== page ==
This special program allows to remediate the contamination by ammonium perchlorate (AMM-PCHL) thanks to the application of composting.
In addition, thanks to the addition of some natural elements, it is also possible to produce new energy from the waste pile in fermentation, so increasing the benefit for the affected facility.
According to one of the most important field studies (carried out by GeoSyntec and University of Toronto) it is possible to achieve very important results. In fact, the almost complete remediation of AMM-PCHL can be obtained.
The method is particularly useful when dealing with the risk of perchlorate infiltration to groundwater.
At the same time, it can be applied when dealing with the risk of stormwater runoff.
The process is quite simple and does not differ from the usual composting process.
However, some important preparation steps have to be taken into the greatest consideration.
First of all, the soil to be treated should be as follows: a silty clay soil (or even a simple silt soil), with a low permeability.
Under these circumstances, the method has been tested up to 4.200 mg/kg AMM-PCHL (hotspots).
This means that an accurate assessment has to be carried out before to start with the intervention.
For what concerns the composition of the waste, no special requirements are needed. The contaminated soil represents the matrix to be treated, with the addition of a “brown” and “green” natural wastes, just like in the case of any other composting process.
The pile has to be 5 feet high (152 cm).
In order to apply the method at best, it is strongly suggested to place two clean soil berms for an effective containment of the potential leachate (they have to be placed on the long sides – both – of the waste pile during its fermentation).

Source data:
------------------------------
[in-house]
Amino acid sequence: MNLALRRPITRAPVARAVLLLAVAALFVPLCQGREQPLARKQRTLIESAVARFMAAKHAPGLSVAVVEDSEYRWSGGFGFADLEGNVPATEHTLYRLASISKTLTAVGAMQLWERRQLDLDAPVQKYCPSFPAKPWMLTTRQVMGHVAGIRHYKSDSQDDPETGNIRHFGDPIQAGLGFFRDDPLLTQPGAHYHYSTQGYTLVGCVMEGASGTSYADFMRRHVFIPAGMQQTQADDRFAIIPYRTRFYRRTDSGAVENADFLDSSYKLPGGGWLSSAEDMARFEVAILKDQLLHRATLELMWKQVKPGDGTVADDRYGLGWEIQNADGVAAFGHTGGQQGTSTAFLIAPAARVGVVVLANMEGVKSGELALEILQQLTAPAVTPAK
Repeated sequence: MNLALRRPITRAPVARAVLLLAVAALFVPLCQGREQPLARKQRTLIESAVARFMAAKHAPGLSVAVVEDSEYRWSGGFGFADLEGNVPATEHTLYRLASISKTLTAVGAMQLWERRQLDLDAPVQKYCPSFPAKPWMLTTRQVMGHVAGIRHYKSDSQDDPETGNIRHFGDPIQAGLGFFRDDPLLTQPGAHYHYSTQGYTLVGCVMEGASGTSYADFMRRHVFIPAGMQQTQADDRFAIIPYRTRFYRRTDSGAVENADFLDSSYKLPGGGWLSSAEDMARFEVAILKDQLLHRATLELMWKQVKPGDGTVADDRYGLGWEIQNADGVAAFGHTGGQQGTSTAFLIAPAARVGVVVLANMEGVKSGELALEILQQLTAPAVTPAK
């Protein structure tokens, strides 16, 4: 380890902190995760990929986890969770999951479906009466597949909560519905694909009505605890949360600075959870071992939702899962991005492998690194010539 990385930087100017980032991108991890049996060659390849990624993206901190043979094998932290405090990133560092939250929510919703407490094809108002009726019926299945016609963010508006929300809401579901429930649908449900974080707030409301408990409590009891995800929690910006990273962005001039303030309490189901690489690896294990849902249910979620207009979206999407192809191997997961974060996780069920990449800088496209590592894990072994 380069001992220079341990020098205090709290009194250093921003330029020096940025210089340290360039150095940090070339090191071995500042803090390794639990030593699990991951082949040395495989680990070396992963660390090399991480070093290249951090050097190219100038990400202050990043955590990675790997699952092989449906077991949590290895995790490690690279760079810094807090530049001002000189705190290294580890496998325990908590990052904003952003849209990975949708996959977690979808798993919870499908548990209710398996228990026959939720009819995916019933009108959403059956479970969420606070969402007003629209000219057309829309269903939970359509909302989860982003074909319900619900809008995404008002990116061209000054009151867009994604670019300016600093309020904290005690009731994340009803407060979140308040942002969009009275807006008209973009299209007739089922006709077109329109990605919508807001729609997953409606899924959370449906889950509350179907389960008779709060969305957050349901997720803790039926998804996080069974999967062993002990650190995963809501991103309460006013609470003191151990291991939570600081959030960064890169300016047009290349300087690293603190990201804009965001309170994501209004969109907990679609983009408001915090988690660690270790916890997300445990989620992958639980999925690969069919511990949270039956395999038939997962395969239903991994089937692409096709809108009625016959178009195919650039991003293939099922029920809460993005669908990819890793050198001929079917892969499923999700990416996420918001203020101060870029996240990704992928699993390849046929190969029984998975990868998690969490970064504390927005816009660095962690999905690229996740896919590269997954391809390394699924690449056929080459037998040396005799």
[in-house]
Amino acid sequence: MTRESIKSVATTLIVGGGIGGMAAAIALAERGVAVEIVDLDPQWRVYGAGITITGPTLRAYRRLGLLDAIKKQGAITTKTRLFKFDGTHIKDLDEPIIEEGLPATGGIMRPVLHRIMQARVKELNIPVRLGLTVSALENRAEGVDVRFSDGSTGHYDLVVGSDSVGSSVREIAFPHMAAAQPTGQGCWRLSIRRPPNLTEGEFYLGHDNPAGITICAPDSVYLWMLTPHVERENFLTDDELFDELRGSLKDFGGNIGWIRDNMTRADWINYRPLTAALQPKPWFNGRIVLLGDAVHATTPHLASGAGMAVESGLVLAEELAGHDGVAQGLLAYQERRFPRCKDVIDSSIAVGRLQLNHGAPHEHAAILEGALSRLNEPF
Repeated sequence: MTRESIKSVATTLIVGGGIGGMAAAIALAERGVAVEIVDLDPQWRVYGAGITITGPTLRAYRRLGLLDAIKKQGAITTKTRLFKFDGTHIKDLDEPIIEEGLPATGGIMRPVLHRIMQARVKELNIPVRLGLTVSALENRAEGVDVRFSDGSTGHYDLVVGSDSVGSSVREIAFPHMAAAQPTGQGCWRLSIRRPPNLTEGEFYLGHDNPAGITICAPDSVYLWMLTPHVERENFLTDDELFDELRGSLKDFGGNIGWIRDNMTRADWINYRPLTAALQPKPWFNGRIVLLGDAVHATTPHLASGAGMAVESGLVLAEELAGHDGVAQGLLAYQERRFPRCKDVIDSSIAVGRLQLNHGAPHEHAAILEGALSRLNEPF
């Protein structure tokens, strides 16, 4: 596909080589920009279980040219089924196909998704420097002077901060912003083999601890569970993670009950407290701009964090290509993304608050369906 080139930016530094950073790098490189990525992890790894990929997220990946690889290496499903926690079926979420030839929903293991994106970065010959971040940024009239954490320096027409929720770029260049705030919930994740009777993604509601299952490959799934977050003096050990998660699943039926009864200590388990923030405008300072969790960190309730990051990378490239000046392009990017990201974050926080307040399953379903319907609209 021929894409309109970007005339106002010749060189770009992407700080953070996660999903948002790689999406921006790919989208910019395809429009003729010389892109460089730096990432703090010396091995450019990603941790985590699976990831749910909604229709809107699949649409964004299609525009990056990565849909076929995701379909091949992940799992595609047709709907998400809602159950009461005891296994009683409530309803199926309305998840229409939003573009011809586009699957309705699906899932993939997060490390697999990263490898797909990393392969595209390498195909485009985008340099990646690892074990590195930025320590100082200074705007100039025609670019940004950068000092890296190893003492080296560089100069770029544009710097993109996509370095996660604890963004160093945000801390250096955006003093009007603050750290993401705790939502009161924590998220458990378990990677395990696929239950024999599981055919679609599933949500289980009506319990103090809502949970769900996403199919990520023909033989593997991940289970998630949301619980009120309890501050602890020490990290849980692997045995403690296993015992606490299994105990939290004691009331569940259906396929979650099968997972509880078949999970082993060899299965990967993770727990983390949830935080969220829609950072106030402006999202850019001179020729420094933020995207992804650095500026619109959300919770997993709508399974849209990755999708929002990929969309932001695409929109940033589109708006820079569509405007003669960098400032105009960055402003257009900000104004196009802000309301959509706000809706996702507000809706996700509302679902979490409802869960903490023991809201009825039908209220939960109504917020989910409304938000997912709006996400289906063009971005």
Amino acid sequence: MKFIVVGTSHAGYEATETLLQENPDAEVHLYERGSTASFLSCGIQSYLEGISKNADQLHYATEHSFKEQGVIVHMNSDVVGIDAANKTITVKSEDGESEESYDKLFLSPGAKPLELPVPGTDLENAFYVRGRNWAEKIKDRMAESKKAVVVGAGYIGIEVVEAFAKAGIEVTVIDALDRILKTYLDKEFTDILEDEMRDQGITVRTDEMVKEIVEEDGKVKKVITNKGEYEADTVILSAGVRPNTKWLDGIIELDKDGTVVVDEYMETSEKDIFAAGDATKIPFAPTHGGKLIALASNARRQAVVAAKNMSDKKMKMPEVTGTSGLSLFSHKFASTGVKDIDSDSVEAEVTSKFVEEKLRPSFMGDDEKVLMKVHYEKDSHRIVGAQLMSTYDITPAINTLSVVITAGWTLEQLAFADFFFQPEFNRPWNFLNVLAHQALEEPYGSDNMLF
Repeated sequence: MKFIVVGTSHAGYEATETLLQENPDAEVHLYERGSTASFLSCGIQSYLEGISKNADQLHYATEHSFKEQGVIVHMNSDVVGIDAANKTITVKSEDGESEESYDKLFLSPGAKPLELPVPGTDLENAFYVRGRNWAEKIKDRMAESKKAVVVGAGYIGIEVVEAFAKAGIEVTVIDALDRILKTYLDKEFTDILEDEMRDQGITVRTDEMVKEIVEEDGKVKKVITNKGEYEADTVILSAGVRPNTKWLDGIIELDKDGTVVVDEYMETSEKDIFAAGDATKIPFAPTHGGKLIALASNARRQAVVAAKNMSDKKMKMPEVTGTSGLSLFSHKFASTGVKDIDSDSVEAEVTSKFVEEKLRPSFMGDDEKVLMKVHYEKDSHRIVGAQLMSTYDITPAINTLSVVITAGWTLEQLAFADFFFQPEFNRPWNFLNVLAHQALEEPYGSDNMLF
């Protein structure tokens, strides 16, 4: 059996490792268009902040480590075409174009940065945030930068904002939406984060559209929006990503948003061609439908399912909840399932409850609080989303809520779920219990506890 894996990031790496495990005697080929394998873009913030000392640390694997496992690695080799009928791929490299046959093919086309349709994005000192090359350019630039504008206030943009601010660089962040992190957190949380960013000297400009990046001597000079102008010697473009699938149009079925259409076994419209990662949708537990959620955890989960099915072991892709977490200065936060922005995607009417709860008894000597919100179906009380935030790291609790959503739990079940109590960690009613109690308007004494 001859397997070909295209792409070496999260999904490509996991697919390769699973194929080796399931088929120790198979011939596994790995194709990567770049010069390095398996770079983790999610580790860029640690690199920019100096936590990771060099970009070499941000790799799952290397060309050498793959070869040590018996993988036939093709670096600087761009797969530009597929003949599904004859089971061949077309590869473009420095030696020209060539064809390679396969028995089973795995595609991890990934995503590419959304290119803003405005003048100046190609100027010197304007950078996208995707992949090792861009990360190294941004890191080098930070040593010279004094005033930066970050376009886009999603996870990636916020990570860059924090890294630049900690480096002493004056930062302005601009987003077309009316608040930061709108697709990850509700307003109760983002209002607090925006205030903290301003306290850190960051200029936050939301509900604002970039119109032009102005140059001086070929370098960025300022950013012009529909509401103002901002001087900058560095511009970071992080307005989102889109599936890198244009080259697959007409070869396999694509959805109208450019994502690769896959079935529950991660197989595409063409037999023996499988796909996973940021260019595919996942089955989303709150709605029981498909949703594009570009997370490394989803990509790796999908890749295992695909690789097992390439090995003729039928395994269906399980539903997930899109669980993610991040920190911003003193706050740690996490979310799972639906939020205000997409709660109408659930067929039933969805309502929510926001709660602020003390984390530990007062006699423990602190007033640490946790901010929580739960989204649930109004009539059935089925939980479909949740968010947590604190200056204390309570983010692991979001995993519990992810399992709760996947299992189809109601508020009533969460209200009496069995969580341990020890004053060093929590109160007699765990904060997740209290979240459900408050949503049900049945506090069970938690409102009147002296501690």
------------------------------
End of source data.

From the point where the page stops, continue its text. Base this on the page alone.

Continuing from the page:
The distance between these berms has to be around 7 feet (213 cm).
If the situation needs it, a leachate collection vessel can be provided (but only in some cases). So, when present, a plastic bottom liner is required in order to make the leachate flowing to the vessel.
During the composting process, temperature and moisture have to be well controlled.
Finally, the preferred process is anaerobic, so the presence of a reflective/black plastic tarp cover is required to perform the method at best.
By doing that, an almost complete remediation of AMM-PCHL is expected in about 10 days (even less).
Anaerobic composting is a relatively low-temperature process, but if properly carried out it is possible to recover a good amount of new energy produced because of the anaerobic digestion of the wet feedstock by anaerobic bacteria.
In particular, the process is very similar to what occurs in landfills, so depending on the amount of the composting material a significant amount of new energy (methane) may be obtained.
However, if you want to know another effective solution to this issue able to produce new energy, try the “Military Cleanup Program PERCH-3” (which envisages the application of mushroom compost and phytoremediation – plants able to remove pollution from the ground).
Another very important aspect to remember is the following: anaerobic compost often releases harmful chemicals (such as amines). So, a very close control and monitoring of the process has to be carried out to avoid this unwanted effect.
A particular care has to be dedicated to the composition of the waste pile in fermentation to ensure the effectiveness of the method. In particular, it is highly recommended to avoid too much carbon rich materials such as dry leaves, sawdust and woody garden waste.
This program is definitely highly recommended to most weapons manufacturing facilities, as well as in any other area where pollution by AMM-PCHL can be found.
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